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Urban Agriculture Infrastructure and Operations Grant

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The DOEE Office of Urban Agriculture awarded the Chesapeake Bay Trust to implement the District of Columbia Urban Agriculture Award Program. This grant provides two funding tracks to increase urban agriculture in the District:

Track 1: Infrastructure and Operations Support for Urban Farms (up to $15,000 per award)

This track seeks to support the success of urban farms through grant awards to increase infrastructure and operations support. Project proposals should address at least two of the following goals:

  1. Increase food crop production, processing and/or distribution;
  2. Improve distribution & access to fresh foods;
  3. Construct facilities that enable agricultural education experiences; 
  4. Accelerate the business and production capacity for socially disadvantaged farmers; and
  5. Advance sustainable agricultural efforts in the District.

Track 2: Foodscapes DC (up to $22,000 per award)

OUA is developing a new program called Foodscapes DC to help address the socio-economic, racial, and geographic disparity in access to fresh, affordable food in the District. Awarded applicants in this track will engage District residents by providing materials and technical support to cultivate crops at their homes. Project proposals should address the following goals:

  1. Develop best practices to perform site assessments, create an edible garden plan, and offer ongoing technical support and education to site owners.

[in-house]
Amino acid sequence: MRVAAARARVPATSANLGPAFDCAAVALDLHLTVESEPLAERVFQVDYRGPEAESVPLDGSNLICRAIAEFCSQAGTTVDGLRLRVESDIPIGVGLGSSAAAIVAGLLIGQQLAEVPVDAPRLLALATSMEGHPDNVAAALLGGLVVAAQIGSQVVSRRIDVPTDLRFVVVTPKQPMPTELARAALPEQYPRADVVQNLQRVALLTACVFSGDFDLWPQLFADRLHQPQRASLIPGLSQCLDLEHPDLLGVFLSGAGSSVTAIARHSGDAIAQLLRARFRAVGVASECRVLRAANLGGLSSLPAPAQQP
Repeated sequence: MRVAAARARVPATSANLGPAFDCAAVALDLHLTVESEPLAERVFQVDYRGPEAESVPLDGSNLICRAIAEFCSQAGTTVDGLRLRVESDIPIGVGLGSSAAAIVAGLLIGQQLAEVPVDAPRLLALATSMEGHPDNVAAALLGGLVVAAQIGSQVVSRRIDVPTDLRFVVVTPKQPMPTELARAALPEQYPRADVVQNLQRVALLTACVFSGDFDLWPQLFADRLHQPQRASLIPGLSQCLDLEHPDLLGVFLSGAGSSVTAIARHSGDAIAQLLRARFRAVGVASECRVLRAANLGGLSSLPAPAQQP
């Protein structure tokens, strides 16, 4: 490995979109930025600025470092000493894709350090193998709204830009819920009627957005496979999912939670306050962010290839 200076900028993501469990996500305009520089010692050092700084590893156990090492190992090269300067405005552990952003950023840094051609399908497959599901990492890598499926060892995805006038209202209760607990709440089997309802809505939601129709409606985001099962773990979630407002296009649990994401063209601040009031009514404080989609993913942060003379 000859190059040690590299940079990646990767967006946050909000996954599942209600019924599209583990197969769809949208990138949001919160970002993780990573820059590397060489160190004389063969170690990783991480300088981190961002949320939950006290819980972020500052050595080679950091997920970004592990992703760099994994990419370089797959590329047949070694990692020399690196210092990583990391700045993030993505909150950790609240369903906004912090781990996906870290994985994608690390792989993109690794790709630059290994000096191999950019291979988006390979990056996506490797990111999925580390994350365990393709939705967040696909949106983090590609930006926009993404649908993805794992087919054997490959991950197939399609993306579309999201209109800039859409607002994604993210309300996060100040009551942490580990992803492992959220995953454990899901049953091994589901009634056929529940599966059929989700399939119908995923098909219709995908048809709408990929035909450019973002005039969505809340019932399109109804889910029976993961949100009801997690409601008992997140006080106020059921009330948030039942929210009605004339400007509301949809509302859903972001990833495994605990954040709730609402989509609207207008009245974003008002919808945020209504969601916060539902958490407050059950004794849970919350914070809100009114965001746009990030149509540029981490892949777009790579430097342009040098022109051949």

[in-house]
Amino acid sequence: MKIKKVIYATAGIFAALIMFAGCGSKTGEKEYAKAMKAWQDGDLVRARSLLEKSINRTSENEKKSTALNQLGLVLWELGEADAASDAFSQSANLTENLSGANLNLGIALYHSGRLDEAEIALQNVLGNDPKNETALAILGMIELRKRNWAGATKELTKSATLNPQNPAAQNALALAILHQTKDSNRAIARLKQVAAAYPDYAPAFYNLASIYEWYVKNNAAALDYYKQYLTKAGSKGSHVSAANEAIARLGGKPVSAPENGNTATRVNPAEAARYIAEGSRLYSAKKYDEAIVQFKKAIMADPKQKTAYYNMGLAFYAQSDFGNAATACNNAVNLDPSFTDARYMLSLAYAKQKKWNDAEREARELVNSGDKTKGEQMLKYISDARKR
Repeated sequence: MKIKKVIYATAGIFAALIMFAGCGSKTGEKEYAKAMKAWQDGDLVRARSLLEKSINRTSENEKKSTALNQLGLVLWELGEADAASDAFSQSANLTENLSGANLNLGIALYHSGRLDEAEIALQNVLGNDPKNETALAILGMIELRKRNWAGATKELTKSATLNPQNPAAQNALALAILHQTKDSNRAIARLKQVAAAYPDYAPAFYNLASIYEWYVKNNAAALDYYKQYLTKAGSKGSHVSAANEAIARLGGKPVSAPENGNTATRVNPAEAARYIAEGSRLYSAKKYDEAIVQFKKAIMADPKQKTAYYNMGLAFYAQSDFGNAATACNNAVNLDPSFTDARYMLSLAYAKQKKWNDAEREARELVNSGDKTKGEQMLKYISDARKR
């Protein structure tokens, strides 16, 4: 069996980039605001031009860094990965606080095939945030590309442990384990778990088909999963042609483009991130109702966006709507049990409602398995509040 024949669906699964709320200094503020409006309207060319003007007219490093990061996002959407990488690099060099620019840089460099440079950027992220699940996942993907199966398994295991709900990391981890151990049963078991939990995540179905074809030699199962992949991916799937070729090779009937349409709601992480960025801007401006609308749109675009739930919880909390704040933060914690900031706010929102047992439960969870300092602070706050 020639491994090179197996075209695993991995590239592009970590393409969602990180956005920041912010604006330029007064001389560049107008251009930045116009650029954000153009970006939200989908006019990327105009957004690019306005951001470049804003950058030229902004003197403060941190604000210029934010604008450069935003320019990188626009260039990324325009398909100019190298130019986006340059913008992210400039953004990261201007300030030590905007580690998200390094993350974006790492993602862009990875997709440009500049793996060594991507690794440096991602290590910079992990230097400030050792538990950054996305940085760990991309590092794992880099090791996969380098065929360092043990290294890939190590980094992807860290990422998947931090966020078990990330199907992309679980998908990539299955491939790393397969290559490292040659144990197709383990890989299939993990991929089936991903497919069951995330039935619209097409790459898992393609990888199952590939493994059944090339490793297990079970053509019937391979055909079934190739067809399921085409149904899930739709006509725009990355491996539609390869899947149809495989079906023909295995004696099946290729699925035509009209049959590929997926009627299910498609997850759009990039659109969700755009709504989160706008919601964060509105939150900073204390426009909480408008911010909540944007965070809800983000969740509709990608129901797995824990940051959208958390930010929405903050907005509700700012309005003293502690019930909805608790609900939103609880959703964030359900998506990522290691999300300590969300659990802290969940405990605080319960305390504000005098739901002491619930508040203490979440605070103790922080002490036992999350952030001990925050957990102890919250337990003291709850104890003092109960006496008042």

2. Install and maintain edible gardens in the form of raised beds, edible fruit bushes/trees, and/or perennial herb gardens, as well as associated infrastructure (if applicable), in 3-5 yards of District homeowners, depending on budget and site needs.
  3. Develop techniques that are scalable and transferable.
  4. Identify best practices for engaging with households in the District experiencing food insecurity, with the goal of installing garden infrastructure to support at least 2 growing seasons.
  5. Develop a plan for tracking and reporting project successes and challenges to make recommendations on how to expand and improve the Foodscape program beyond the scope of this grant. Program recommendations will be a priority component of the required final report for grant awardees.

Grant Application and Deadline:

  • Grant is now close, and awardees will be announced in mid-February

Program Contacts:

For technical assistance contact Carlton Burns at
[email protected]  |  (410) 974-2941 x 125

For general questions contact Brenda Perez at
[email protected]  |  (202) 527-1786

2022 Awardees:

Congratulations to all the 2022 District Urban Agriculture Small Award Recipients! This year the DOEE Office of Urban Agriculture and the Chesapeake Bay Trust awarded $77,741.00, through eight grants. Read about the awardees below:

Children of Mine Youth Center (COMYC) – $9,705

COMYC is a non-profit organization with a 10,000 SF urban farm that provides youth development programming to the children, families, and residents of the Ward 8 community of Anacostia. Through this grant, COMYC installed four hoop houses on raised garden beds to protect the produce from rodents and provide frost protection to extend crop production into the winter season. Produce from this project supported food for the organization's food pantry and youth enrichment program.

The Nicholson Project – $10,000